Warwickshire partnerships

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To read more about the key activities in Warwickshire read the article Achievements in Warwickshire 2008

To read more about how the NYR was delivered and with which partners read the article Delivery of NYR in Warwickshire


Establishing senior support for Warwickshire's National Year of Reading

A steering group for NYR was formed early on as a result of firm commitment across directorates in the authority and using partnerships established in earlier projects, notably the Switched on to Reading project with looked after children.

Commitment and funding was agreed from two directorates - Children, Young People and Families, which includes services to schools etc, and Adult, health and Community Serives which includes libraries as well as adult social care. The NYR Co-ordinator was seconded from the library service to work across the authority.

Existing partnerships

These had been forged with Warwickshire's Education Service to Looked After Children (TELAC), fostering and adoption service and county arts service in the Switched on to Reading project.

Long-standing partnerships were also called on:

- Schools Library Service

- adult and community learning

- adult social care.

The corporate communications team also came on board.

Councillors were invited and two have since been very supportive of NYR activities, one on the steering group.

Business in the Community (Coventry and Warwickshire) are also represented on the steering group.

Gaining support - paper presented to Strategic Directors Leadership Team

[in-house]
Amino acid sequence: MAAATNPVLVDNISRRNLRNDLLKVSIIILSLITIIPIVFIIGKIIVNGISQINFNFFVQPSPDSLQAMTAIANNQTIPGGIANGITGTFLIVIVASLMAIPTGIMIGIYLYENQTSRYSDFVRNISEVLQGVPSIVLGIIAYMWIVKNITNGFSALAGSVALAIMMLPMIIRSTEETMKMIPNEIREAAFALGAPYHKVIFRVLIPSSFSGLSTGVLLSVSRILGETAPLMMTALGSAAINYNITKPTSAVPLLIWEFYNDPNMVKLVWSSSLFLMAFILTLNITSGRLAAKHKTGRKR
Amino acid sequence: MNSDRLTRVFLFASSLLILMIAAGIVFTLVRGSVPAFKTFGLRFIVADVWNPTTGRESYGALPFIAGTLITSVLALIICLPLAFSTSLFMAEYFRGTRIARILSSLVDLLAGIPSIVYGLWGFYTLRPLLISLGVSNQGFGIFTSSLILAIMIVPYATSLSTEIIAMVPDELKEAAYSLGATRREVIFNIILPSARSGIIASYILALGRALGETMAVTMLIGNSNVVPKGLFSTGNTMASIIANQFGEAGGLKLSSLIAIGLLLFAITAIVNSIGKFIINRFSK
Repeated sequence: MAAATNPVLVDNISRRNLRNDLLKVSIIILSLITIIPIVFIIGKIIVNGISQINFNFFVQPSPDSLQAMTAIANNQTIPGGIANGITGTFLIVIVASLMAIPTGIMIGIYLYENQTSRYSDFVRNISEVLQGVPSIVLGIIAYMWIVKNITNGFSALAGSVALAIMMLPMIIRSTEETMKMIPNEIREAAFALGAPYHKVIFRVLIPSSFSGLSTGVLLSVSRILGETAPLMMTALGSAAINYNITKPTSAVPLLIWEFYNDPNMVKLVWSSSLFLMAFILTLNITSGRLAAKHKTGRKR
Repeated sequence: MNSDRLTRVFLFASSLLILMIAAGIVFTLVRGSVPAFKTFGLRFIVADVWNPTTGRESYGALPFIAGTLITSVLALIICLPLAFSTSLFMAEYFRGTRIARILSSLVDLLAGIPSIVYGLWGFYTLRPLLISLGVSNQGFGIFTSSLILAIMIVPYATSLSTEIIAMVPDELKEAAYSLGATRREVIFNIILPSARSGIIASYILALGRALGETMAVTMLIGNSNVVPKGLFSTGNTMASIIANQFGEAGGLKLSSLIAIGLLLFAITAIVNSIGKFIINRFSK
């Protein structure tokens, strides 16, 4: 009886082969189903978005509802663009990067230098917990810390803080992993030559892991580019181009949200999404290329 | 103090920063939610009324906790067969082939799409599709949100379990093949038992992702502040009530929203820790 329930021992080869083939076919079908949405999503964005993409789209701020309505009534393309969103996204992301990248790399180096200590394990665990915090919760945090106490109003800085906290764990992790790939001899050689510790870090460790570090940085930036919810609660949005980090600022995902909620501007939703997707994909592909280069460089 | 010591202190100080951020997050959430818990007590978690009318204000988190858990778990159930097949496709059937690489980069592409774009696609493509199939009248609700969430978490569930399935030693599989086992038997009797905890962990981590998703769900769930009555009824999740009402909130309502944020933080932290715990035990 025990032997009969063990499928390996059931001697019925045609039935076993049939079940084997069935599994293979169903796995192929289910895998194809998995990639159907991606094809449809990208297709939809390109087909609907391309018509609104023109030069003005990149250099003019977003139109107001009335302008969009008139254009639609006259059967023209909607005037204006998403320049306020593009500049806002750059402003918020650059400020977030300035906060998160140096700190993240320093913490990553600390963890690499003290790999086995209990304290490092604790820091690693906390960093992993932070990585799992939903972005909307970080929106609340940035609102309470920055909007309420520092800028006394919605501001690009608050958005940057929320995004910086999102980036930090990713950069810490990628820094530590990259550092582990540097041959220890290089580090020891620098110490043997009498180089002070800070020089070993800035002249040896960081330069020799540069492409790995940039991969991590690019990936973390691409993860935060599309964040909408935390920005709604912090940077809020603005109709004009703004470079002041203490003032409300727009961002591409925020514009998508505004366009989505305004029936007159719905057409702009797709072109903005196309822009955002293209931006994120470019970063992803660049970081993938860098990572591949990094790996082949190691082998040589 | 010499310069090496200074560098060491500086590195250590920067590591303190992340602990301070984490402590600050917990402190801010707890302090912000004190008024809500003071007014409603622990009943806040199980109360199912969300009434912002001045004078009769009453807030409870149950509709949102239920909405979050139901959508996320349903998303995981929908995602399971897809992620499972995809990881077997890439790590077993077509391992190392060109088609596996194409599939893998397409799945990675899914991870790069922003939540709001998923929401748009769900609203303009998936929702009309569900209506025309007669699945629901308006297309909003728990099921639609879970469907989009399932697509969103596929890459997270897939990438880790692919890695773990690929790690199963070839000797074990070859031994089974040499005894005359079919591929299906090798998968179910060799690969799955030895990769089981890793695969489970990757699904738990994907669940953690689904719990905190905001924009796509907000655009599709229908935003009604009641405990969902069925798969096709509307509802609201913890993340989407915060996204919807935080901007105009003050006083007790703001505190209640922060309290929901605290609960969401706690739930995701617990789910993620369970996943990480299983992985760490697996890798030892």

A proposal was submitted and approved to the Strategic Directors Leadership Team, and this gave a good basis for securing the cross-directorate support and commitment to NYR.

This was as follows:

Strategic Directors Leadership Team

6 February 2008

Joint report of the Strategic Director, AHCS and CYPF


The 2008 National Year of Reading (NYR)

“In particular I see local leadership as being absolutely central to ensuring that this year makes a difference in our communities. Local authorities are the ones who can bring all the threads together, driving and co-ordinating all local activity to include all local partners and involve all local families.”

Jim Knight, Minister for Schools National Year of Reading Stakeholders Conference, 24th October 2007

1.0 Introduction

The 2008 National Year of Reading (NYR) is a high profile campaign instituted by the DCSF and managed by the National Literacy Trust and the Reading Agency. Partners at national level include the major agencies involved in both literacy and reading promotion, including MLA, NIACE and Booktrust. The NYR relates to a number of government policies, including Every Child Matters, extended schools, 14-19 reforms and World Class Skills.

The DCSF’s aim is:

“to encourage more people to read in the widest sense – from books, magazines and newspapers to the Internet and other digital technology – and people to read more, by promoting a culture of reading for pleasure and purpose.”

This combination of both pleasure and purpose distinguishes this campaign from others where reading is seen solely as the reading of works of fiction. Crucial to NYR is the understanding that reading is a necessity for all aspects of an individual’s life, not just education and reading for pleasure, but also accessing information and using a computer both for daily living and to enable full participation as a twenty-first century citizen.